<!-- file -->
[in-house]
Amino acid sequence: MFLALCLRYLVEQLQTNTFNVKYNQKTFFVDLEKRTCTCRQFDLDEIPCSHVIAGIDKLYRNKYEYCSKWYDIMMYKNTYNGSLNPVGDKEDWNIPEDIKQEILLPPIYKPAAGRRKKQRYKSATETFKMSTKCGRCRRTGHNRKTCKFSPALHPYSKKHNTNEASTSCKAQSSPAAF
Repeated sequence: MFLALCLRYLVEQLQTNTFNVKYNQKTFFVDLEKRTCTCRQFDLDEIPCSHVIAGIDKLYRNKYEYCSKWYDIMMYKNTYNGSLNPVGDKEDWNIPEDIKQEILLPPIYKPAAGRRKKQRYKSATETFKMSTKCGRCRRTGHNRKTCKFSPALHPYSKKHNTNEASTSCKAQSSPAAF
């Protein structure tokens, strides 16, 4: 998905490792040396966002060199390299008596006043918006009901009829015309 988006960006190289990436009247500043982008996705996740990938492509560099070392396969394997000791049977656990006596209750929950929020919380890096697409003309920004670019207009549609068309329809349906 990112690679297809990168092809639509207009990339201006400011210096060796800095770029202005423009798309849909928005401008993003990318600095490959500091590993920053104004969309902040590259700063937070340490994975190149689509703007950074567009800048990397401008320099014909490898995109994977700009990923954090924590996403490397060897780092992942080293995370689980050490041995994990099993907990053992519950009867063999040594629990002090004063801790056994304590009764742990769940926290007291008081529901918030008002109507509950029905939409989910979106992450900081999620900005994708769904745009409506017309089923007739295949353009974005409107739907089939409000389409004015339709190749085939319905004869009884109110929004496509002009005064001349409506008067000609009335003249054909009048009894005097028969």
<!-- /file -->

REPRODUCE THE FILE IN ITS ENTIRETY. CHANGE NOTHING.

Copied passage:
[in-house]
Amino acid sequence: MFLALCLRYLVEQLQTNTFNVKYNQKTFFVDLEKRTCTCRQFDLDEIPCSHVIAGIDKLYRNKYEYCSKWYDIMMYKNTYNGSLNPVGDKEDWNIPEDIKQEILLPPIYKPAAGRRKKQRYKSATETFKMSTKCGRCRRTGHNRKTCKFSPALHPYSKKHNTNEASTSCKAQSSPAAF
Repeated sequence: MFLALCLRYLVEQLQTNTFNVKYNQKTFFVDLEKRTCTCRQFDLDEIPCSHVIAGIDKLYRNKYEYCSKWYDIMMYKNTYNGSLNPVGDKEDWNIPEDIKQEILLPPIYKPAAGRRKKQRYKSATETFKMSTKCGRCRRTGHNRKTCKFSPALHPYSKKHNTNEASTSCKAQSSPAAF
């Protein structure tokens, strides 16, 4: 998905490792040396966002060199390299008596006043918006009901009829015309 988006960006190289990436009247500043982008996705996740990938492509560099070392396969394997000791049977656990006596209750929950929020919380890096697409003309920004670019207009549609068309329809349906 990112690679297809990168092809639509207009990339201006400011210096060796800095770029202005423009798309849909928005401008993003990318600095490959500091590993920053104004969309902040590259700063937070340490994975190149689509703007950074567009800048990397401008320099014909490898995109994977700009990923954090924590996403490397060897780092992942080293995370689980050490041995994990099993907990053992519950009867063999040594629990002090004063801790056994304590009764742990769940926290007291008081529901918030008002109507509950029905939409989910979106992450900081999620900005994708769904745009409506017309089923007739295949353009974005409107739907089939409000389409004015339709190749085939319905004869009884109110929004496509002009005064001349409506008067000609009335003249054909009048009894005097028969």